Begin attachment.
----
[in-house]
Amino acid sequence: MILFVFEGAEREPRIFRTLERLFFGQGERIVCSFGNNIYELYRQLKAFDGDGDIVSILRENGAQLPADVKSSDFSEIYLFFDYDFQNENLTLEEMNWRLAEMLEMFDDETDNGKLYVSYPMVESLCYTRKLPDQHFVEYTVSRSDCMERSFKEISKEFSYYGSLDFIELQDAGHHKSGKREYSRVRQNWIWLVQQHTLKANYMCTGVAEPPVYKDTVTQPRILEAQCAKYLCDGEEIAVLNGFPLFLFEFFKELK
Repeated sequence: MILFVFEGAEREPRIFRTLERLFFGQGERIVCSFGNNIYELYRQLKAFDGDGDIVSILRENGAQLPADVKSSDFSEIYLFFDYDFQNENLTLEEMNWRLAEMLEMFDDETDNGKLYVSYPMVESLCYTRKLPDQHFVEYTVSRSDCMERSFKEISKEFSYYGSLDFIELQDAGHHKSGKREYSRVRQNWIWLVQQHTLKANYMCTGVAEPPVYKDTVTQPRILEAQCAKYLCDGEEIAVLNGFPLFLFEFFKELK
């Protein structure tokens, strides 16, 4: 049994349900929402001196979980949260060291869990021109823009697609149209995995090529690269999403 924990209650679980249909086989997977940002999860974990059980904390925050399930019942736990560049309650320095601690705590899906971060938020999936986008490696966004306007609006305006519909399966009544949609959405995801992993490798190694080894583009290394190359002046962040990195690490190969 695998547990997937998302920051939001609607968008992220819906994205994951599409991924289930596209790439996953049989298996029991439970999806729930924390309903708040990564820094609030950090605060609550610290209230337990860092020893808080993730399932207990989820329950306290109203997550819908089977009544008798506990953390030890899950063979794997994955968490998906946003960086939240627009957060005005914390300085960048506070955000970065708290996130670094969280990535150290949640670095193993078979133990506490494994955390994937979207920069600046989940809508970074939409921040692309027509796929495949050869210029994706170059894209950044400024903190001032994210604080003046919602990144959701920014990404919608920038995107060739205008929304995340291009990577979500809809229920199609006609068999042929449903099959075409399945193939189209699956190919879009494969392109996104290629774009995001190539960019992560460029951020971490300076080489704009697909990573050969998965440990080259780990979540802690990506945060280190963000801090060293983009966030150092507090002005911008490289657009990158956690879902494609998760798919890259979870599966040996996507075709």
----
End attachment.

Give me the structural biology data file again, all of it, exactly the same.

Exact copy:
[in-house]
Amino acid sequence: MILFVFEGAEREPRIFRTLERLFFGQGERIVCSFGNNIYELYRQLKAFDGDGDIVSILRENGAQLPADVKSSDFSEIYLFFDYDFQNENLTLEEMNWRLAEMLEMFDDETDNGKLYVSYPMVESLCYTRKLPDQHFVEYTVSRSDCMERSFKEISKEFSYYGSLDFIELQDAGHHKSGKREYSRVRQNWIWLVQQHTLKANYMCTGVAEPPVYKDTVTQPRILEAQCAKYLCDGEEIAVLNGFPLFLFEFFKELK
Repeated sequence: MILFVFEGAEREPRIFRTLERLFFGQGERIVCSFGNNIYELYRQLKAFDGDGDIVSILRENGAQLPADVKSSDFSEIYLFFDYDFQNENLTLEEMNWRLAEMLEMFDDETDNGKLYVSYPMVESLCYTRKLPDQHFVEYTVSRSDCMERSFKEISKEFSYYGSLDFIELQDAGHHKSGKREYSRVRQNWIWLVQQHTLKANYMCTGVAEPPVYKDTVTQPRILEAQCAKYLCDGEEIAVLNGFPLFLFEFFKELK
């Protein structure tokens, strides 16, 4: 049994349900929402001196979980949260060291869990021109823009697609149209995995090529690269999403 924990209650679980249909086989997977940002999860974990059980904390925050399930019942736990560049309650320095601690705590899906971060938020999936986008490696966004306007609006305006519909399966009544949609959405995801992993490798190694080894583009290394190359002046962040990195690490190969 695998547990997937998302920051939001609607968008992220819906994205994951599409991924289930596209790439996953049989298996029991439970999806729930924390309903708040990564820094609030950090605060609550610290209230337990860092020893808080993730399932207990989820329950306290109203997550819908089977009544008798506990953390030890899950063979794997994955968490998906946003960086939240627009957060005005914390300085960048506070955000970065708290996130670094969280990535150290949640670095193993078979133990506490494994955390994937979207920069600046989940809508970074939409921040692309027509796929495949050869210029994706170059894209950044400024903190001032994210604080003046919602990144959701920014990404919608920038995107060739205008929304995340291009990577979500809809229920199609006609068999042929449903099959075409399945193939189209699956190919879009494969392109996104290629774009995001190539960019992560460029951020971490300076080489704009697909990573050969998965440990080259780990979540802690990506945060280190963000801090060293983009966030150092507090002005911008490289657009990158956690879902494609998760798919890259979870599966040996996507075709």